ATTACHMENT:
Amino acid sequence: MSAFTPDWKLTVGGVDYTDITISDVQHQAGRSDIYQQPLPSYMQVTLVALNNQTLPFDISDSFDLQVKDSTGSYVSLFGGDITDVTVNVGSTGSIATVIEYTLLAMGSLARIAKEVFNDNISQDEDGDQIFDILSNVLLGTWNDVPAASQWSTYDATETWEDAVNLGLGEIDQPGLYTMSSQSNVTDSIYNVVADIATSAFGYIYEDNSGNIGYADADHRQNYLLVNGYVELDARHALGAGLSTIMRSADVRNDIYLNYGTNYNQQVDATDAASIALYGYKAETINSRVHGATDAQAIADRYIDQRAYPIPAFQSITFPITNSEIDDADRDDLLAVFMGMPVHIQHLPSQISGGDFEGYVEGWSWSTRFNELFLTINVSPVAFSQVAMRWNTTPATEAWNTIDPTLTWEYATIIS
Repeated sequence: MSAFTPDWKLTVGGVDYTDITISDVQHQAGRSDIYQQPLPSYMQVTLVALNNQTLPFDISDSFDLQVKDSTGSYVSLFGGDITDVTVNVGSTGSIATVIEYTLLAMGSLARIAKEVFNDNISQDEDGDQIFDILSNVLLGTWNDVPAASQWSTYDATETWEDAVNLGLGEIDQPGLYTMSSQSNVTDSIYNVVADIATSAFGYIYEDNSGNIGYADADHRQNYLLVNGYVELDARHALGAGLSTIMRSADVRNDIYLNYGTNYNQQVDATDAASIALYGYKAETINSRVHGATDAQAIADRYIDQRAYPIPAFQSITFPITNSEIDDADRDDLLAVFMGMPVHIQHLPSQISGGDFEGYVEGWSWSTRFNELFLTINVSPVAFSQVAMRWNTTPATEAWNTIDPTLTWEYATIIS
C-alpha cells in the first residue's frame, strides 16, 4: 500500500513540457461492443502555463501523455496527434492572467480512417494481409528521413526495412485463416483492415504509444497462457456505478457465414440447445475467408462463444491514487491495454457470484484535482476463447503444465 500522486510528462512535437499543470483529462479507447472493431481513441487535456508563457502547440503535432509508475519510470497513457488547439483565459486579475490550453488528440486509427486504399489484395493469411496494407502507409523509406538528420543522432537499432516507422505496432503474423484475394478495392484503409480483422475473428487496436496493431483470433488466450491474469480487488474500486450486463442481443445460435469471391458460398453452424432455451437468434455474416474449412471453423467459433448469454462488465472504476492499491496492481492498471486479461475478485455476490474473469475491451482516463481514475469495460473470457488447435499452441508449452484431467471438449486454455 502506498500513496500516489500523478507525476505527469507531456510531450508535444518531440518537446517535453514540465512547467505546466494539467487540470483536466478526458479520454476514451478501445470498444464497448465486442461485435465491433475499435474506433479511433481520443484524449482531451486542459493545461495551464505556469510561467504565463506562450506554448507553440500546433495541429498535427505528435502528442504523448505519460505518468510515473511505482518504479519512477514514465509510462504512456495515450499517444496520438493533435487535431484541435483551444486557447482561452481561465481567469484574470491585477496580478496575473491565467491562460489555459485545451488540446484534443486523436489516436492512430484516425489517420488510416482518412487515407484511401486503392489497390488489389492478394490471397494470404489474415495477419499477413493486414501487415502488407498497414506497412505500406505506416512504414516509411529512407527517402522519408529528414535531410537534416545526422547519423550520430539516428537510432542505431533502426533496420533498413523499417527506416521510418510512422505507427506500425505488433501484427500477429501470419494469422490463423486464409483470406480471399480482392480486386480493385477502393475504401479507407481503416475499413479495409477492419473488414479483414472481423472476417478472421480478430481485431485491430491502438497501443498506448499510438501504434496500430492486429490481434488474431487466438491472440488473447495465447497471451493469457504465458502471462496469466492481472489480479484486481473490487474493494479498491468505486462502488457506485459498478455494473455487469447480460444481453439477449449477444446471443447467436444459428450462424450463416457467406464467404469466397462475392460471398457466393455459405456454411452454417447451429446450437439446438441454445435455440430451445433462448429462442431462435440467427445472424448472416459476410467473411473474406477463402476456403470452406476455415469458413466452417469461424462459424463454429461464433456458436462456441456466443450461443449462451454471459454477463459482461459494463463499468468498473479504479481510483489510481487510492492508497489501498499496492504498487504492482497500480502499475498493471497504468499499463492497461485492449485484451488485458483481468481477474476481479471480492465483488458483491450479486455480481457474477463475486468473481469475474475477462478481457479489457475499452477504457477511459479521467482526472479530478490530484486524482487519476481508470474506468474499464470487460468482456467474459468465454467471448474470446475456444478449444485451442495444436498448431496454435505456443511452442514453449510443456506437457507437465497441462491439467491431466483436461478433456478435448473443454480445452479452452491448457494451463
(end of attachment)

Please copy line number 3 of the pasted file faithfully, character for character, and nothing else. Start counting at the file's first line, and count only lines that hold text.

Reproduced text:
C-alpha cells in the first residue's frame, strides 16, 4: 500500500513540457461492443502555463501523455496527434492572467480512417494481409528521413526495412485463416483492415504509444497462457456505478457465414440447445475467408462463444491514487491495454457470484484535482476463447503444465 500522486510528462512535437499543470483529462479507447472493431481513441487535456508563457502547440503535432509508475519510470497513457488547439483565459486579475490550453488528440486509427486504399489484395493469411496494407502507409523509406538528420543522432537499432516507422505496432503474423484475394478495392484503409480483422475473428487496436496493431483470433488466450491474469480487488474500486450486463442481443445460435469471391458460398453452424432455451437468434455474416474449412471453423467459433448469454462488465472504476492499491496492481492498471486479461475478485455476490474473469475491451482516463481514475469495460473470457488447435499452441508449452484431467471438449486454455 502506498500513496500516489500523478507525476505527469507531456510531450508535444518531440518537446517535453514540465512547467505546466494539467487540470483536466478526458479520454476514451478501445470498444464497448465486442461485435465491433475499435474506433479511433481520443484524449482531451486542459493545461495551464505556469510561467504565463506562450506554448507553440500546433495541429498535427505528435502528442504523448505519460505518468510515473511505482518504479519512477514514465509510462504512456495515450499517444496520438493533435487535431484541435483551444486557447482561452481561465481567469484574470491585477496580478496575473491565467491562460489555459485545451488540446484534443486523436489516436492512430484516425489517420488510416482518412487515407484511401486503392489497390488489389492478394490471397494470404489474415495477419499477413493486414501487415502488407498497414506497412505500406505506416512504414516509411529512407527517402522519408529528414535531410537534416545526422547519423550520430539516428537510432542505431533502426533496420533498413523499417527506416521510418510512422505507427506500425505488433501484427500477429501470419494469422490463423486464409483470406480471399480482392480486386480493385477502393475504401479507407481503416475499413479495409477492419473488414479483414472481423472476417478472421480478430481485431485491430491502438497501443498506448499510438501504434496500430492486429490481434488474431487466438491472440488473447495465447497471451493469457504465458502471462496469466492481472489480479484486481473490487474493494479498491468505486462502488457506485459498478455494473455487469447480460444481453439477449449477444446471443447467436444459428450462424450463416457467406464467404469466397462475392460471398457466393455459405456454411452454417447451429446450437439446438441454445435455440430451445433462448429462442431462435440467427445472424448472416459476410467473411473474406477463402476456403470452406476455415469458413466452417469461424462459424463454429461464433456458436462456441456466443450461443449462451454471459454477463459482461459494463463499468468498473479504479481510483489510481487510492492508497489501498499496492504498487504492482497500480502499475498493471497504468499499463492497461485492449485484451488485458483481468481477474476481479471480492465483488458483491450479486455480481457474477463475486468473481469475474475477462478481457479489457475499452477504457477511459479521467482526472479530478490530484486524482487519476481508470474506468474499464470487460468482456467474459468465454467471448474470446475456444478449444485451442495444436498448431496454435505456443511452442514453449510443456506437457507437465497441462491439467491431466483436461478433456478435448473443454480445452479452452491448457494451463